I need to preface this review by saying I’ve never watched Jo Jo’s Bizarre Adventure. I never played JoJo’s Bizarre Adventure All-Star Battle on PlayStation 3. My only exposure to JoJo was spending a small amount of time with the Capcom published, Cyber Connect 2 developed JoJo’s Bizarre Adventure on Dreamcast. But we’re talking over 20 years ago so I’m effectively coming in fresh judging this purely as a fighter I could potentially enjoy.
Yare Yare Daze!
It’s interesting to think that this came out only 2 months before Killer Instinct in 2013 and two years after Marvel vs Capcom 3 and I have to wonder how this game would have done had it been attached to a less niche property. As the original did on Dreamcast, JoJo takes a lot of inspiration from Marvel vs Capcom and it’s immediately apparent when you play it. It’s somewhat less chaotic to actually play, but the on-screen action can appear even crazier with the anime inspired visual splendour on display.
It’s also quite interesting to see that Cyber Connect 2 developed both the Dreamcast original, the PlayStation 3 sequel and the current Remaster. I feel like this has meant we got a super solid port of the game and my brief research of the PlayStation 3 titles shows that it’s been translated beautifully from the original.
But as someone who had never watched the anime, I did my best to briefly catch up on the franchises history both in anime and video games and it really does seem like Cyber Connect 2 have managed to not only faithfully refresh their fighting game series, but also captured JoJo’s extravagant style and really brought the manga to life as a fighting game.
Finding a niche
Having played a lot of fighting games over the last 30 years, JoJo’s Bizarre adventure felt fairly familiar as most of the standards Capcom introduced to us throughout the many versions of Street Fighter and Marvel vs Capcom, were all in place here. Which makes sense given Capcom published (and most likely oversaw) the original game on Dreamcast.
There are some subtle differences in the control scheme some may need to adjust to. Most players these days (at least the more casual fighting fan at least) are more accustomed to the High/Medium/Low combination of punches and kicks. JoJo eschews that and goes for the more SNK inspired High/Medium/Low Attack as well as “Dodge” which many Sega fans will remember from Virtua Fighter.
It won’t take most long to acclimatise, but I did however find myself pressing incorrect buttons every now and again, but I put that down to muscle memory on Capcom fighters more than anything.
Speaking of niche, maybe it’s down to my timezone, but I simply couldn’t find an online match to try out how the game performs. Which is really unfortunate. While I don’t expect many if any games to ever reach the level of Killer Instinct online, at the very least for a more complete review, it would have been good to see how it fared.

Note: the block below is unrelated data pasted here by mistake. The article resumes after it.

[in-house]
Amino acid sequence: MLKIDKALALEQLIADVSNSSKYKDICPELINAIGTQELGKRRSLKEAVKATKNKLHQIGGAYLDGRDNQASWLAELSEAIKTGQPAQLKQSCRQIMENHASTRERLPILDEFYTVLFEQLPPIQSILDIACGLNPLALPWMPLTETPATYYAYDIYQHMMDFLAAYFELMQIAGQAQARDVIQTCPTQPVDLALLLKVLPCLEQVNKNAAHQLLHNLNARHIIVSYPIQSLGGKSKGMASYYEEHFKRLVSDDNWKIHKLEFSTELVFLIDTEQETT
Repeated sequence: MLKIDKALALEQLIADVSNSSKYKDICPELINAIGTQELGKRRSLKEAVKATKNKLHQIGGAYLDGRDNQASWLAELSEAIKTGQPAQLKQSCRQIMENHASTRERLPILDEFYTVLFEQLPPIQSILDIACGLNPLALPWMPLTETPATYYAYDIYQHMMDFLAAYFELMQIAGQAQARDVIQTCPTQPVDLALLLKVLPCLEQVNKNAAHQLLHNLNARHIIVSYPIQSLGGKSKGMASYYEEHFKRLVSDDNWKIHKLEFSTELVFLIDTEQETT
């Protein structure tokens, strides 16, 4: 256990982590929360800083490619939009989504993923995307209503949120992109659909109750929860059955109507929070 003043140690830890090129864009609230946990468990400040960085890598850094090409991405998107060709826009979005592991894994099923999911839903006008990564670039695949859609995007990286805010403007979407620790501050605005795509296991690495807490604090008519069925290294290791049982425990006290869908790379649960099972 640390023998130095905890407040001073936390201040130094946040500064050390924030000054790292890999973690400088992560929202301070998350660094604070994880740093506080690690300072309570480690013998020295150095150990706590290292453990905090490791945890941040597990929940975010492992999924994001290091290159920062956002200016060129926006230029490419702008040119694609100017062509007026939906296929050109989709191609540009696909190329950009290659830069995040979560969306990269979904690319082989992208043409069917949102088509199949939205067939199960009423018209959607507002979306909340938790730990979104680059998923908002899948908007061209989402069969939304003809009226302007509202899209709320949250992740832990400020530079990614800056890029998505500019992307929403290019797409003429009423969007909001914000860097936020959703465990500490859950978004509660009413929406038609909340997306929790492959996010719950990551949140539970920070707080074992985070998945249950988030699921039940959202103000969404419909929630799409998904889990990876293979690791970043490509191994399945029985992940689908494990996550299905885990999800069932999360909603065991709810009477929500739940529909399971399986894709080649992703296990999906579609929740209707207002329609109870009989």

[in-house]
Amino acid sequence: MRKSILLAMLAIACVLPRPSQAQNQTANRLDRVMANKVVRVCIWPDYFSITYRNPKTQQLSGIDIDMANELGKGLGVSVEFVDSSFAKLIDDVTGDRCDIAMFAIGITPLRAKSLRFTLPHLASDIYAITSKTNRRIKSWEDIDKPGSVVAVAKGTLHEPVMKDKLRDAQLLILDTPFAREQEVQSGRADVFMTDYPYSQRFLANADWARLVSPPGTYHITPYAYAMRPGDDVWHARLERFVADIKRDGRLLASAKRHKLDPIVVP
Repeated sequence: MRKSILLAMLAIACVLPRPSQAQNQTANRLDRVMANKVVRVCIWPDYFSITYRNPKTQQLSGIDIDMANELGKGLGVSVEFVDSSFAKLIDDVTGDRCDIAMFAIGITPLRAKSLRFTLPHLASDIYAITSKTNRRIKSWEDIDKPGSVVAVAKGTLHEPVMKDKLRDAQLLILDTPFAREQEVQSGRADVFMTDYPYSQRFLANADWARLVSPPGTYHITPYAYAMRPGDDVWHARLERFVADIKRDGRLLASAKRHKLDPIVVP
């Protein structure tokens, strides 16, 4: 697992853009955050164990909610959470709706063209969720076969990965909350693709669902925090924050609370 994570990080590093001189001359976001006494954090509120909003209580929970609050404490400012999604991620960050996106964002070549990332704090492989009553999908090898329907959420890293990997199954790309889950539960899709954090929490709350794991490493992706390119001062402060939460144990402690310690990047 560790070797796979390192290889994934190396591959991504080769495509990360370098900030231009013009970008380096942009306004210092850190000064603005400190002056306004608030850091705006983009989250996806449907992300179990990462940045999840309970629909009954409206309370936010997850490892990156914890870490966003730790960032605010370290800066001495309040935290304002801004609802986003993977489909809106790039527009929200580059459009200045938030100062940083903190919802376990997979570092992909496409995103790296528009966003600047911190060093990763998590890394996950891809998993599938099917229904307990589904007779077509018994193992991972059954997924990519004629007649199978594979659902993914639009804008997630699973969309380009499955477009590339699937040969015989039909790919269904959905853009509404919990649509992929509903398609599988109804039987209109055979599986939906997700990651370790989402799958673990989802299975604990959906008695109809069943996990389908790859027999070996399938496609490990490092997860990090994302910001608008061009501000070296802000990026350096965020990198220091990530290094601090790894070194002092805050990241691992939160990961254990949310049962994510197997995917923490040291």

It has to be said that I personally feel the visual style and flair is where JoJo really shines. Cyber Connect 2 really went to great lengths to make this game feel like Hirohiko Araki’s Manga comic come to life. Characters are big, bold and expertly infuse that “hand drawn” almost cel shaded looks to them. Special moves and Ultras/Finishers are suitably over the top and carry that heavy anime influence that can often have you simply staring hypnotically as you watch your super move play out.
The only real knock on the visuals are the animations which can be a bit stiff and it felt to me like it almost affected how well the fights themselves flowed. But that could have been my imagination. It’s also understandable that they probably didn’t think it would be worth the cost/benefit to completely overhaul the animations on a near decade old niche fighting game port.
The options on offer here are pretty standard fare. Arcade, VS, Practice and “All Star Battle” is sort of your “Story” mode where you get to work your way through a bunch of scenarios. For example, fighting a character who replenishes their life periodically. It’s an interesting spin on a more traditional story mode but clearly takes some inspiration from Street Fighter Alpha 3’s World Tour mode. Which is never a bad thing.
Overall JoJo is a pretty solid fighter and a pretty good upgraded port to boot. Some may find the price somewhat prohibitive given the semi-bare bones modes on offer combined with the fact that we are ultimately talking about a port of a niche near decade old fighter, but if you can look past that, there’s fun to be had. Jo Jo Manga/Anime fans should definitely be giving this a go.
|Reviewed on||Xbox Series X|
|Available on||Xbox One, Xbox Series X|S, Game Pass, Windows PC, PS4|PS5, Switch|
|Release Date||September 2nd, 2022|
|Developer||CyberConnect2 Co., Ltd.|